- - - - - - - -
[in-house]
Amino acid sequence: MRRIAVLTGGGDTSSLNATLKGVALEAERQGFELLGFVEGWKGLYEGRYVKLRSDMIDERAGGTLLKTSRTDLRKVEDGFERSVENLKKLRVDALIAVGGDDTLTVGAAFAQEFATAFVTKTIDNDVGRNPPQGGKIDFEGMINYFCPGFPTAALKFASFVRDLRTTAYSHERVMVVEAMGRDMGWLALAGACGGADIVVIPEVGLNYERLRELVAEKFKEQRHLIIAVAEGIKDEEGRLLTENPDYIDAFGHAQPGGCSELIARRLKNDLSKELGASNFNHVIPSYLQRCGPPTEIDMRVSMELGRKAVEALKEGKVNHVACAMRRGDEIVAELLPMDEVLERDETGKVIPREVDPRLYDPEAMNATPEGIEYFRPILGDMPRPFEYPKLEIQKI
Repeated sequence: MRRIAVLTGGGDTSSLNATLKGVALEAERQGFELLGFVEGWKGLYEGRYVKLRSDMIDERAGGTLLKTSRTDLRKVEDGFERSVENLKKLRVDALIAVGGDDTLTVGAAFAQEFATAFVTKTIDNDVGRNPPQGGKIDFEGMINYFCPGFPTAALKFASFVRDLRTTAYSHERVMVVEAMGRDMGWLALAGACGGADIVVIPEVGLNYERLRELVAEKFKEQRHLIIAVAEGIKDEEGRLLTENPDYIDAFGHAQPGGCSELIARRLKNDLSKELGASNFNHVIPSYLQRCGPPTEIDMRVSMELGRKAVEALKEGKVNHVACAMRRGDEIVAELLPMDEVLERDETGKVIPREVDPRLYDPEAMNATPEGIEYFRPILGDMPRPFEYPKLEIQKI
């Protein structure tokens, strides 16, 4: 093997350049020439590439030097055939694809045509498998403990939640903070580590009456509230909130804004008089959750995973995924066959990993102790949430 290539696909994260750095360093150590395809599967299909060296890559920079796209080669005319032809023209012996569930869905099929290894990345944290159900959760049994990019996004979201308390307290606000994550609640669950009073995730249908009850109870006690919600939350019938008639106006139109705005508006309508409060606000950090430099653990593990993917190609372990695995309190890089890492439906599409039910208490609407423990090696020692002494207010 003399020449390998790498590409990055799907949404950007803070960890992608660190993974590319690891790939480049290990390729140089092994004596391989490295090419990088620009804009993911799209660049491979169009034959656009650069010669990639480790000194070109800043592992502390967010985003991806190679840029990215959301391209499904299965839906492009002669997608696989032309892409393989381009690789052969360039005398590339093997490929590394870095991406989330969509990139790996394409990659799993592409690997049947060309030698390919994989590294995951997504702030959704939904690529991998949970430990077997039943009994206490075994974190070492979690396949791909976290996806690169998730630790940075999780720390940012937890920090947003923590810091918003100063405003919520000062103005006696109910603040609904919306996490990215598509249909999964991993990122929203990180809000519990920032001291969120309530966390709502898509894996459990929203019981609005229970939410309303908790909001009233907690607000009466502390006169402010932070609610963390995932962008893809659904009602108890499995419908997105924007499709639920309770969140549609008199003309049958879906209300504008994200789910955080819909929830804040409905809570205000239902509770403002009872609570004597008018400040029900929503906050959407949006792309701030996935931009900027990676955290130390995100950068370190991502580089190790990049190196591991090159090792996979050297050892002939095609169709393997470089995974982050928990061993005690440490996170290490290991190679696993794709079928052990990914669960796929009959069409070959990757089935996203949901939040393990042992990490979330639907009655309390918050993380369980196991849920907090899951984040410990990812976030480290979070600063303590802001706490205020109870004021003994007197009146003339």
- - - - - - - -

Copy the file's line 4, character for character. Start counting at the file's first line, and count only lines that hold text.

């Protein structure tokens, strides 16, 4: 093997350049020439590439030097055939694809045509498998403990939640903070580590009456509230909130804004008089959750995973995924066959990993102790949430 290539696909994260750095360093150590395809599967299909060296890559920079796209080669005319032809023209012996569930869905099929290894990345944290159900959760049994990019996004979201308390307290606000994550609640669950009073995730249908009850109870006690919600939350019938008639106006139109705005508006309508409060606000950090430099653990593990993917190609372990695995309190890089890492439906599409039910208490609407423990090696020692002494207010 003399020449390998790498590409990055799907949404950007803070960890992608660190993974590319690891790939480049290990390729140089092994004596391989490295090419990088620009804009993911799209660049491979169009034959656009650069010669990639480790000194070109800043592992502390967010985003991806190679840029990215959301391209499904299965839906492009002669997608696989032309892409393989381009690789052969360039005398590339093997490929590394870095991406989330969509990139790996394409990659799993592409690997049947060309030698390919994989590294995951997504702030959704939904690529991998949970430990077997039943009994206490075994974190070492979690396949791909976290996806690169998730630790940075999780720390940012937890920090947003923590810091918003100063405003919520000062103005006696109910603040609904919306996490990215598509249909999964991993990122929203990180809000519990920032001291969120309530966390709502898509894996459990929203019981609005229970939410309303908790909001009233907690607000009466502390006169402010932070609610963390995932962008893809659904009602108890499995419908997105924007499709639920309770969140549609008199003309049958879906209300504008994200789910955080819909929830804040409905809570205000239902509770403002009872609570004597008018400040029900929503906050959407949006792309701030996935931009900027990676955290130390995100950068370190991502580089190790990049190196591991090159090792996979050297050892002939095609169709393997470089995974982050928990061993005690440490996170290490290991190679696993794709079928052990990914669960796929009959069409070959990757089935996203949901939040393990042992990490979330639907009655309390918050993380369980196991849920907090899951984040410990990812976030480290979070600063303590802001706490205020109870004021003994007197009146003339």